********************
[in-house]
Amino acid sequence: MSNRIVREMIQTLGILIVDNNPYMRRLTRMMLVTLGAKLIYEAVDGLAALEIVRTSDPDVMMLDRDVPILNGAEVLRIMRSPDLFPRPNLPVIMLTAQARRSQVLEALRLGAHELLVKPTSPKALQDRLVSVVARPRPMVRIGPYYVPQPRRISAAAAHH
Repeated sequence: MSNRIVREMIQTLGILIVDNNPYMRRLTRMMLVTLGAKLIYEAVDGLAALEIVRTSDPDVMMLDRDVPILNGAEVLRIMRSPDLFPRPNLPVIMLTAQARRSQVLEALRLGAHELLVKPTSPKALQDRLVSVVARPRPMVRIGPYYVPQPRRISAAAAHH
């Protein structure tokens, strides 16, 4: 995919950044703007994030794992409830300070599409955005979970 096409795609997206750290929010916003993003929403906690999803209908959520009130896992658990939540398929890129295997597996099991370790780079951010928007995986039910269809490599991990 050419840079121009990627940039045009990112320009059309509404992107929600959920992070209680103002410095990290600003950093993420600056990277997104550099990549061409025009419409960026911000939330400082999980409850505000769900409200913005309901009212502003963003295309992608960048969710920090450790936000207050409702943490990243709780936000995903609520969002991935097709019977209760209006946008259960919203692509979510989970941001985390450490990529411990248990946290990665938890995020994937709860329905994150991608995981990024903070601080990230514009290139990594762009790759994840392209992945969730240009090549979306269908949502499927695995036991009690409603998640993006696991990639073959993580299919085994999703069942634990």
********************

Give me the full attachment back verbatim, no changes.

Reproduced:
[in-house]
Amino acid sequence: MSNRIVREMIQTLGILIVDNNPYMRRLTRMMLVTLGAKLIYEAVDGLAALEIVRTSDPDVMMLDRDVPILNGAEVLRIMRSPDLFPRPNLPVIMLTAQARRSQVLEALRLGAHELLVKPTSPKALQDRLVSVVARPRPMVRIGPYYVPQPRRISAAAAHH
Repeated sequence: MSNRIVREMIQTLGILIVDNNPYMRRLTRMMLVTLGAKLIYEAVDGLAALEIVRTSDPDVMMLDRDVPILNGAEVLRIMRSPDLFPRPNLPVIMLTAQARRSQVLEALRLGAHELLVKPTSPKALQDRLVSVVARPRPMVRIGPYYVPQPRRISAAAAHH
């Protein structure tokens, strides 16, 4: 995919950044703007994030794992409830300070599409955005979970 096409795609997206750290929010916003993003929403906690999803209908959520009130896992658990939540398929890129295997597996099991370790780079951010928007995986039910269809490599991990 050419840079121009990627940039045009990112320009059309509404992107929600959920992070209680103002410095990290600003950093993420600056990277997104550099990549061409025009419409960026911000939330400082999980409850505000769900409200913005309901009212502003963003295309992608960048969710920090450790936000207050409702943490990243709780936000995903609520969002991935097709019977209760209006946008259960919203692509979510989970941001985390450490990529411990248990946290990665938890995020994937709860329905994150991608995981990024903070601080990230514009290139990594762009790759994840392209992945969730240009090549979306269908949502499927695995036991009690409603998640993006696991990639073959993580299919085994999703069942634990």